Trees

A few weeks ago, in Nerissa’s writing group, she read a prompt about trees from a book by Richard Powers, Overstory. One of the participants then drafted a beautiful essay about her relationship to trees, both in her yard and in the world. J’s essay made me think about a song I have been trying to learn on the recorder.

Playing the recorder is one of my pandemic endeavors. I am not a musical person. I really didn’t even know how to read music before I started taking lessons. Studying a musical instrument has been a stretch for me. The song I have been trying to learn, “Where have all the green trees gone”  is Swedish with very evocative lyrics.

The essay made me ponder the wetness of our own yard. As I sit here writing, I am looking out at a wide swath of partly dry, partly wet, partly hardened clay in my backyard. This area has spread into an ever-larger mass over the 30 years that we have owned the house. As you might remember we had two floods in our basement within a six-week period. The floods made me acutely aware of climate change and its personal impact. I hope to plant some of the trees J mentioned including the American hornbeam and a river birch.

The lyrics of “Where Have All The Green Trees Gone” are as follows:

Where have all the green trees gone?

Why have they spoiled rivers?

Why do people do these things?

Takers, yes-not givers.

Each of us must do his share,

So our children know we care;

Will you help us save the earth?

Won’t you please be givers?

These lyrics sum up for me climate change in a way many other things have not. When I think about the meaning of the words, takers and givers, and the contrast the song illustrates, they evoke the responsibility we all have for helping other people. Because the song puts children front and center, it reinforces the imperative that we must avert climate change so that our children and grandchildren have an earth to inherit.

Why Meths Drinkers?

For a long time now, my most widely viewed post has been the one I wrote almost 10 years ago about methylated spirits. I had heard a paper at an Alcohol and Drug History Society conference about people in Britain in the 1950s and 60s who became addicted to methylated spirits.

About two years, I had a sudden and brief uptick in views, and they were all of that original post. You can read about that here. On April 3 of this month, I had 1,151 views of which 1,120 were of the original post on methylated spirits. I believe this huge increase was due to a Call The Midwife episode which aired that Sunday and was about a meths drinker who was nearing the end of his life.

The episode described the symptoms of prolonged drinking of methylated spirits. They include rotting flesh, ulcers, gastritis, and gangrene. The show was preaching tolerance and understanding, even love, for the homeless, many of whom were meths drinkers.

For a few days following the episode, I had many more than usual views and visitors. By this week it is settling down, but I still am having slightly increased viewership. I really don’t understand why this is my most popular post, but I guess it is a topic that interests a lot of people.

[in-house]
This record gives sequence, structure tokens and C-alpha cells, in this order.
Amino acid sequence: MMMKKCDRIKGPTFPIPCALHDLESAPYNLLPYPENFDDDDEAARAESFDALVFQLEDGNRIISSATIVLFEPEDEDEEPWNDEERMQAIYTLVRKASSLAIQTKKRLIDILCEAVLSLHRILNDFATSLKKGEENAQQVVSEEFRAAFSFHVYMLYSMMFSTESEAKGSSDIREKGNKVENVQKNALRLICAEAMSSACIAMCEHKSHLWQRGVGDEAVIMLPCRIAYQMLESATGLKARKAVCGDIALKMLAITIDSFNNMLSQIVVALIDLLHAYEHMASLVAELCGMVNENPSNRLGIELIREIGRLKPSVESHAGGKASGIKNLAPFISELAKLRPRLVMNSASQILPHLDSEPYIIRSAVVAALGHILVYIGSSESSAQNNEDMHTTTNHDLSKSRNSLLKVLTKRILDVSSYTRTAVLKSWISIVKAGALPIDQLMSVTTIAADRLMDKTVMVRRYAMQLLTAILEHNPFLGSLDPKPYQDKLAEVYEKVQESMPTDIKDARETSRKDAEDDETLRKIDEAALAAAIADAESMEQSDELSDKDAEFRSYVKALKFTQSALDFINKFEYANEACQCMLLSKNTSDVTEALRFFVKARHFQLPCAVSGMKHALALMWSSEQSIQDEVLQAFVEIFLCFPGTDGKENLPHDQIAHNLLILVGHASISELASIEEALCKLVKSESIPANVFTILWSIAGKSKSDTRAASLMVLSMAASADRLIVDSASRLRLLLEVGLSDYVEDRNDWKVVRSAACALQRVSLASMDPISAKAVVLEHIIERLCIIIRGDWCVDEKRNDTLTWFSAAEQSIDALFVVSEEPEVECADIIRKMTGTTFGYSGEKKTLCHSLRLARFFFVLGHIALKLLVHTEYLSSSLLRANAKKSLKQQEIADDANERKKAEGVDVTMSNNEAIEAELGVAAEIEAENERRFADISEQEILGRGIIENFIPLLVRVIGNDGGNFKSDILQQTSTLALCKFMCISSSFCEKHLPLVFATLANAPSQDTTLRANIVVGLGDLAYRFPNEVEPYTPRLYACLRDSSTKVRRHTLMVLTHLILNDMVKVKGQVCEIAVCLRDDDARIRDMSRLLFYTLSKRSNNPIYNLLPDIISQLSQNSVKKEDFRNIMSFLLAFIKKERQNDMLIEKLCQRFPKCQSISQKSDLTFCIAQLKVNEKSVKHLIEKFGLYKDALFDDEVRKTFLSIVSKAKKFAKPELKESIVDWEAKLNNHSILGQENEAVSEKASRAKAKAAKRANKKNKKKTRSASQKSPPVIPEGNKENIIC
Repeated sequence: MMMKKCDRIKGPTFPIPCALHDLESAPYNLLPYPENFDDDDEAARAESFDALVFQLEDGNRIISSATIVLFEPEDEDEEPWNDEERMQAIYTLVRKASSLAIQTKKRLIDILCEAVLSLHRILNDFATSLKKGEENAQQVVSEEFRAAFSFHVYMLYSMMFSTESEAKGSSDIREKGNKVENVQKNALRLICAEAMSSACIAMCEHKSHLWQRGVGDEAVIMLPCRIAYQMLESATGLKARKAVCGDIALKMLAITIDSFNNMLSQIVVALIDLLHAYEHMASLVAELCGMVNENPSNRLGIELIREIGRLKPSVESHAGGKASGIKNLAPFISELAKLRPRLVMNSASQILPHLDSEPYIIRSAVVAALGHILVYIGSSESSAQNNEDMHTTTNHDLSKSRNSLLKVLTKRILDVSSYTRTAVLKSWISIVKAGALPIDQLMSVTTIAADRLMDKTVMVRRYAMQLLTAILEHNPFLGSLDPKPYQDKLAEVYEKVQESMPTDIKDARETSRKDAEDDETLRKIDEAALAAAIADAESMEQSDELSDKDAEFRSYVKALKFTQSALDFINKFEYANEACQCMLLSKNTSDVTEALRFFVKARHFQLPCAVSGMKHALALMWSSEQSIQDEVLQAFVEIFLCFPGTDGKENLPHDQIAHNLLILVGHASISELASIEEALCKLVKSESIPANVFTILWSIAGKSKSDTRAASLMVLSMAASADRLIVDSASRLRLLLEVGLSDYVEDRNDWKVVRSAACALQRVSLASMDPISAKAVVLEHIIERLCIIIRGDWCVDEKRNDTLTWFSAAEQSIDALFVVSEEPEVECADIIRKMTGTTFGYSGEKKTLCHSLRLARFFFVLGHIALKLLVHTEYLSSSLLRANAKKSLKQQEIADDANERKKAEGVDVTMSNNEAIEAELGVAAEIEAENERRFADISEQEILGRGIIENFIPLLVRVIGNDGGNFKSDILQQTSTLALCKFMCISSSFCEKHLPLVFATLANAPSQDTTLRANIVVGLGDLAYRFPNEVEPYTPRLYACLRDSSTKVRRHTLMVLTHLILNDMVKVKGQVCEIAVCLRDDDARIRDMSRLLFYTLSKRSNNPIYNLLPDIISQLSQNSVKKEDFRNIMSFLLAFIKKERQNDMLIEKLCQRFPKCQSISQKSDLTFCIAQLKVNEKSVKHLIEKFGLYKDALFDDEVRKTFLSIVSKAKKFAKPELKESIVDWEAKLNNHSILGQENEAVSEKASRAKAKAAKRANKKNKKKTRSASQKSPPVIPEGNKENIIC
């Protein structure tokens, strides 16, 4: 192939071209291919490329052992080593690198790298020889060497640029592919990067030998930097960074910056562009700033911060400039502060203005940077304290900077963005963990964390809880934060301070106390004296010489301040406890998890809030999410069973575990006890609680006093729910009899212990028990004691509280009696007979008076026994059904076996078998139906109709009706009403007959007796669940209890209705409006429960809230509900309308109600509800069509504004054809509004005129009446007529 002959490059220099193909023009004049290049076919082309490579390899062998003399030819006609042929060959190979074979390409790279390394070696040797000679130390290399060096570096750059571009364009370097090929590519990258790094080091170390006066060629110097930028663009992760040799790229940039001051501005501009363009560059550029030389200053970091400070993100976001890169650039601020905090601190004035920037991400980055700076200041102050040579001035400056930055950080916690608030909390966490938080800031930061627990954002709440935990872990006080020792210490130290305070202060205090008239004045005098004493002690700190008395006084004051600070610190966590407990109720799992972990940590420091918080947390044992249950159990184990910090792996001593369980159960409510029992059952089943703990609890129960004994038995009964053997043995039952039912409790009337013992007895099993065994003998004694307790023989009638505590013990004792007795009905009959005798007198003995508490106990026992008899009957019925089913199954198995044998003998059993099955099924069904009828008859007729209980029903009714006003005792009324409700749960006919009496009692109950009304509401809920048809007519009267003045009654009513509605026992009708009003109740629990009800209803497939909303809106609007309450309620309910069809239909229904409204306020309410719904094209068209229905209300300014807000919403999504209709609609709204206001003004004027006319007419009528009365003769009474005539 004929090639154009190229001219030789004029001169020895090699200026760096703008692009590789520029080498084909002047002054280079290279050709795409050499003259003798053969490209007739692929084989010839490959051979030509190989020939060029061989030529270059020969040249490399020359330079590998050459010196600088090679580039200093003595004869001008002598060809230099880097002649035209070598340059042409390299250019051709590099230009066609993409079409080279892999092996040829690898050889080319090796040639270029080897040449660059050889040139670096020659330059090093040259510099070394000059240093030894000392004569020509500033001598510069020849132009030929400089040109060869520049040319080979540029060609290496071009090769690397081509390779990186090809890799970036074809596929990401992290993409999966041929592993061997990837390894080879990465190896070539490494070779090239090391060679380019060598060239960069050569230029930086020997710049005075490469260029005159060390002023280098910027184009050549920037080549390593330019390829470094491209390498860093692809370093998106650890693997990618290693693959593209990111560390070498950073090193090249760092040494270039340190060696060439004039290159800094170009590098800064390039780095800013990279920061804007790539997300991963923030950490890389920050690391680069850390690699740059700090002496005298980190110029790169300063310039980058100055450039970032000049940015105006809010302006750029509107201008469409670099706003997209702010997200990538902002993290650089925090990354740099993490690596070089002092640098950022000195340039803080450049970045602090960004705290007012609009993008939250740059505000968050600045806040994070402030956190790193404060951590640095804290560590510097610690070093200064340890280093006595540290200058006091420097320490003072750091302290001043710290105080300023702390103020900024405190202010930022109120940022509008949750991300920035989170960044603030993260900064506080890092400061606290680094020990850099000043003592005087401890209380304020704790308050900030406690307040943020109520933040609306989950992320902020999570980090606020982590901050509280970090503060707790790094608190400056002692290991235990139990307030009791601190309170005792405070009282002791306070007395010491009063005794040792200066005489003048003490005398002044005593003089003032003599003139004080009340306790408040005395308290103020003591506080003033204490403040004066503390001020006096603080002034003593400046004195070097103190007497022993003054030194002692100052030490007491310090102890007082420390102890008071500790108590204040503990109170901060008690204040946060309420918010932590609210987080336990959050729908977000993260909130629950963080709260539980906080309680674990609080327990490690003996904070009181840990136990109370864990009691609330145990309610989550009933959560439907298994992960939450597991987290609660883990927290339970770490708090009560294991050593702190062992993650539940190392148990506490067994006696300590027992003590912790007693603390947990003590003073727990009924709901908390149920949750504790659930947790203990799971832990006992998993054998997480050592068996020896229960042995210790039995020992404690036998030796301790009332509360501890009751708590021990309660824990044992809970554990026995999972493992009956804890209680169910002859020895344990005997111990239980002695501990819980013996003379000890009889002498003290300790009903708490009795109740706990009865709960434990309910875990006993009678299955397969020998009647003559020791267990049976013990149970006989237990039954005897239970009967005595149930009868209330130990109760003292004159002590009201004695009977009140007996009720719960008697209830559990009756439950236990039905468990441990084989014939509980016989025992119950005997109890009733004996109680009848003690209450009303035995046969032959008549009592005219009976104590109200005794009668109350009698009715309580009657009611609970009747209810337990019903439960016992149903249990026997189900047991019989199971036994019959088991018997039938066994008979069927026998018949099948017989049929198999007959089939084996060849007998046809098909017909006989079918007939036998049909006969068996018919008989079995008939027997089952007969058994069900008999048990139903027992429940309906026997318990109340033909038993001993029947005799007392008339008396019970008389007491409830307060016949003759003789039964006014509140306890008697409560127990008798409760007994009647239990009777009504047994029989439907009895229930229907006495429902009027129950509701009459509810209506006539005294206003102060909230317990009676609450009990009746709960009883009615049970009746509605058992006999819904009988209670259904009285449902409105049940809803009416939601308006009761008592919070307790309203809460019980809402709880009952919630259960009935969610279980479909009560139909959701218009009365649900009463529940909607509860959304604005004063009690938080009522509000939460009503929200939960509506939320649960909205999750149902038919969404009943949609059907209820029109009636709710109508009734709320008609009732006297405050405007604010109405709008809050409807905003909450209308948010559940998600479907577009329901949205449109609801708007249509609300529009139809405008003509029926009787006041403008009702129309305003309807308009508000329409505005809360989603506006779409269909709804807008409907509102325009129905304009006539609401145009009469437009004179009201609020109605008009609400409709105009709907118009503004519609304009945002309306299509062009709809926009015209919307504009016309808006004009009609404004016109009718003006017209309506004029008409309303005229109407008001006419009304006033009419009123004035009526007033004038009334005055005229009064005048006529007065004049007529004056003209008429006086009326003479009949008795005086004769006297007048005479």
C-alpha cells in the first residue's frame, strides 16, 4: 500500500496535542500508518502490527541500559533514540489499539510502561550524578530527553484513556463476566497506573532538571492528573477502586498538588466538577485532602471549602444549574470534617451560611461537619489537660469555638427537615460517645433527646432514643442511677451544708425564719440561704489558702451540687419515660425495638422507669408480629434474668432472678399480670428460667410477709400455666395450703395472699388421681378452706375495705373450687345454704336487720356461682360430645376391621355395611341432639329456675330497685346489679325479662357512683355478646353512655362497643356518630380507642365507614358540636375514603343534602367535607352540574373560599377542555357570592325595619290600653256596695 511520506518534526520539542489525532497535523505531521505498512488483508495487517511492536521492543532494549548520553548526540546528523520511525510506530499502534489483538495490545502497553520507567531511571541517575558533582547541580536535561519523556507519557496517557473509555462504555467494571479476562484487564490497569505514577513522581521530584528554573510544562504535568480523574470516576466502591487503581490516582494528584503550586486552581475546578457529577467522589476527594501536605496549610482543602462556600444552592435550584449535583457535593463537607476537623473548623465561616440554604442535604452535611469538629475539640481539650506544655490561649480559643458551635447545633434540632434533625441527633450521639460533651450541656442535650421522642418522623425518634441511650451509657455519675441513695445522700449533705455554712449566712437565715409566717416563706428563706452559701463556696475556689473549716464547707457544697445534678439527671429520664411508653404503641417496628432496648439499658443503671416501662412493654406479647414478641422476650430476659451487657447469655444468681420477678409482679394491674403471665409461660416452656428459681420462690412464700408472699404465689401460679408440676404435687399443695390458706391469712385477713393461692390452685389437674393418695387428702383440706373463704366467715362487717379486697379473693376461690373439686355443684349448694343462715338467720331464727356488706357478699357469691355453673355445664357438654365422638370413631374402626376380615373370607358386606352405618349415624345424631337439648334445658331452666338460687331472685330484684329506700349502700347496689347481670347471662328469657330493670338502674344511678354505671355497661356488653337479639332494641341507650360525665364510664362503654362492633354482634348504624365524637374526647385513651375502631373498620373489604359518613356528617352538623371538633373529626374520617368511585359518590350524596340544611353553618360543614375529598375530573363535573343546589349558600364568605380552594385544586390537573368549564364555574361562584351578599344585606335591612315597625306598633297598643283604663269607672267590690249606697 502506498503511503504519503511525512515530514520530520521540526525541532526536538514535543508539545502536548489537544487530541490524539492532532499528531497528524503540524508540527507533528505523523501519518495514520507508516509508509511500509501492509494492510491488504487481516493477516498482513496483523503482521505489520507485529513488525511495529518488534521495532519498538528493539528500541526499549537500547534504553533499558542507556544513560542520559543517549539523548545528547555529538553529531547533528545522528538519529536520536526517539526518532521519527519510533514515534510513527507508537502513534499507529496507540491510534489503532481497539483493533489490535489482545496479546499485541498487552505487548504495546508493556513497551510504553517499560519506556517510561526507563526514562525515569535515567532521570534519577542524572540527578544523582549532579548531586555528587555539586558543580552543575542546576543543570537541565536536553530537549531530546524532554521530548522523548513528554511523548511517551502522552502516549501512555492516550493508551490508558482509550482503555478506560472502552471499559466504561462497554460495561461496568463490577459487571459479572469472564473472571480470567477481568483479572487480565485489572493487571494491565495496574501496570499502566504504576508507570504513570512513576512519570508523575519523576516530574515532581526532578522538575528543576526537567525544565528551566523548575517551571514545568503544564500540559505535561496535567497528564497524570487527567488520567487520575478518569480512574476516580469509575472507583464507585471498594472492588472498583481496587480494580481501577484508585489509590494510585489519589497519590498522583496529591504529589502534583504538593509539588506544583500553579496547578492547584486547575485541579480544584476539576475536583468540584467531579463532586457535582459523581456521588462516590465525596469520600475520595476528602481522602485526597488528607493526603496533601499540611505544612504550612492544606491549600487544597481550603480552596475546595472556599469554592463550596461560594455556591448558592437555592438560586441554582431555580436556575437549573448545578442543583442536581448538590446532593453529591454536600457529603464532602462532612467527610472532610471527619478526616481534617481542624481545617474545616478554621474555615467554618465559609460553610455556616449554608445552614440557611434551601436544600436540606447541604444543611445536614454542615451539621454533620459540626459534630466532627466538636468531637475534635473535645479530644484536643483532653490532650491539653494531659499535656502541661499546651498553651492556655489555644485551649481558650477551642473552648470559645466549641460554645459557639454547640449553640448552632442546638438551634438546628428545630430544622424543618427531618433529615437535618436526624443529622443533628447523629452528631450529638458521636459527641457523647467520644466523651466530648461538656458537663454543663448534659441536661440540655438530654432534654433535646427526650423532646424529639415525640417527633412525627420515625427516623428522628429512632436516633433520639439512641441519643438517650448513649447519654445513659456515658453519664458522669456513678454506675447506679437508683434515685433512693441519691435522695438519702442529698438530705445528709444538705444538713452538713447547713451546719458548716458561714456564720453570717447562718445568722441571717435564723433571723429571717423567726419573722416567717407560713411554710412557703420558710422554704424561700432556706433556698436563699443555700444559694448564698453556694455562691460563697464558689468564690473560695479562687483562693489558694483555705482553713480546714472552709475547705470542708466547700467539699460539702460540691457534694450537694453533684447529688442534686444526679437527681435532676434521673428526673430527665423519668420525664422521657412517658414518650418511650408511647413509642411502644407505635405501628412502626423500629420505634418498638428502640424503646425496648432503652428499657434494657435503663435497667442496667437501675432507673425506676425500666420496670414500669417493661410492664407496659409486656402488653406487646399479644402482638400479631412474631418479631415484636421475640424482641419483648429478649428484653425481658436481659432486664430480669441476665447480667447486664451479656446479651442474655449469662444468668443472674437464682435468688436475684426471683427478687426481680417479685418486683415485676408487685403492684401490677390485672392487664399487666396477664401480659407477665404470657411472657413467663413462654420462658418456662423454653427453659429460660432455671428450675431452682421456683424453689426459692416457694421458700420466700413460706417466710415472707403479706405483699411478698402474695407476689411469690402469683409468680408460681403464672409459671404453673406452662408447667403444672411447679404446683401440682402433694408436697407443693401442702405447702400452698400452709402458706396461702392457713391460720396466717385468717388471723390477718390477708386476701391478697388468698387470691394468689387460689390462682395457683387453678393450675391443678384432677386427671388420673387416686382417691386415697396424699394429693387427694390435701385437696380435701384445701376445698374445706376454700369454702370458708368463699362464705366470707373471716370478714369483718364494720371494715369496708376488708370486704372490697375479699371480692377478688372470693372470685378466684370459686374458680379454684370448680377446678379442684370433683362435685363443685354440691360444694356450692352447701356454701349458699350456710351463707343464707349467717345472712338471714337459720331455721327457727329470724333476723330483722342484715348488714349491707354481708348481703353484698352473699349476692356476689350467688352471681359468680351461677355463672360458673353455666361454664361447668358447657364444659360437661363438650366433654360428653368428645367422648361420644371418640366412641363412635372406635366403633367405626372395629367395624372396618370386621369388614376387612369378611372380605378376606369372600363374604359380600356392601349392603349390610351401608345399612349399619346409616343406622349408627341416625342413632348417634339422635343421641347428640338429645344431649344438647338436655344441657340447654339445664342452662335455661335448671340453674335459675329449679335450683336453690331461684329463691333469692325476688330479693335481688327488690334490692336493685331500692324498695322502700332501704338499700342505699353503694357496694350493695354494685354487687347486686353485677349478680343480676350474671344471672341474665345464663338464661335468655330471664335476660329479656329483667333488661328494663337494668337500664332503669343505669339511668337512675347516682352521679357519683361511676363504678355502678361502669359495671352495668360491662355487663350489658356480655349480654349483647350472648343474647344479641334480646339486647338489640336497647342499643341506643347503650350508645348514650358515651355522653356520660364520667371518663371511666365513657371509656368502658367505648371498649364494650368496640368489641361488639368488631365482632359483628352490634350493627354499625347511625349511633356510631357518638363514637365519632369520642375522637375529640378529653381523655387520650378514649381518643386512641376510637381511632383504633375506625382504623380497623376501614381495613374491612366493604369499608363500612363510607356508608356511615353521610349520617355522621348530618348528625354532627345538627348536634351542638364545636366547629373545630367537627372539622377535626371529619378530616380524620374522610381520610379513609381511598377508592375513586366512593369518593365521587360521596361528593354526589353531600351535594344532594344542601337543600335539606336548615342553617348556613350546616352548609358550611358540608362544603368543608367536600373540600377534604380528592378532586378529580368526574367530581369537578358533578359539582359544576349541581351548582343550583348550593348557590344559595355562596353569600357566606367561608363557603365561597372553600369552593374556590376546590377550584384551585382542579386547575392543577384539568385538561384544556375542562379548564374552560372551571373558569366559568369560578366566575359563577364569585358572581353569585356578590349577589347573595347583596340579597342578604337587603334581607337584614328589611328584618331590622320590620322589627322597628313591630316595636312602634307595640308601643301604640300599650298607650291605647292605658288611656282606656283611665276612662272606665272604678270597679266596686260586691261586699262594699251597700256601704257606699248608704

Many years ago, prior to writing the post on methylated spirits, my most popular post was one I did on seeing a production of Mary Poppins in Israel. I also never understood why that was so popular. There is no accounting for what people will be interested in and try to seek more information about on the Internet.

Of course, posting this will probably lead to another temporary uptick in views. Maybe I should  find a way to stick the term “methylated spirits” in all my posts.

 

https://www.pbs.org/show/call-midwife/

 

See google console for past 28 days

Women and the State Department

Madeleine Albright died March 23rd of this year.[1] She was the first of only three women to serve as Secretary of State, which is the senior most cabinet position. Prior to Albright achieving that rank, Lucy Wilson Benson, who served as Under Secretary from 1977 to 1980, was the most prominent woman in the state department.

For my book Dames, Dishes, and Degrees I researched Benson’s life. Lucy Wilson Benson was born in New York City and graduated from Smith College in 1949; she also received a Master’s of Arts in history from the school. The same year she graduated, she married Bruce Benson, an Amherst College physics professor.[2] While in college she participated in state politics, working for the election of Representative Edward Boland (Dem.). In 1951, living in Amherst, Massachusetts, she went to register as a Democrat. A perplexed town official informed her that was illegal, and that no Amherst college professor had ever been a Democrat.[3]

Despite such discouragement, Lucy did register as Democrat, becoming involved in her local League of Women Voters.[4] In the post-World War II period, many women in a similar position to Lucy joined the League. League memebrship increased forty-four percent from 1950 to 1957, when it stood at 128,000.[5]

A sizable portion of the local membership came from University of Massachusetts faculty wives.[6] Some joined the League in opposition, consciously or not, to the faculty wives clubs  on their campuses while other women participated in both organizations. Lucy Benson recalled that in the 1950s women, most probably members of the Ladies of Amherst, that school’s faculty wives club, went grocery shopping adorned with hat and gloves. She did not.

Lucy Wilson Benson, Amherst College faculty wife, was the president of the National League of Women Voters from 1968 to 1974. She commuted to Washington and spent three days there every week. After serving as national president, she was Governor Michael Dukakis’ Secretary of Human Services. She then served as Under Secretary of State for Security Assistance, Science and Technology in the Jimmy Carter administration. At that time, she was the highest-ranking female to serve in the State Department.[7] Asked about her position, Lucy said, “Don’t ask what it feels like to be a woman under secretary of state, because I don’t know. I do know what it is like to be an under secretary of state, however.”[8]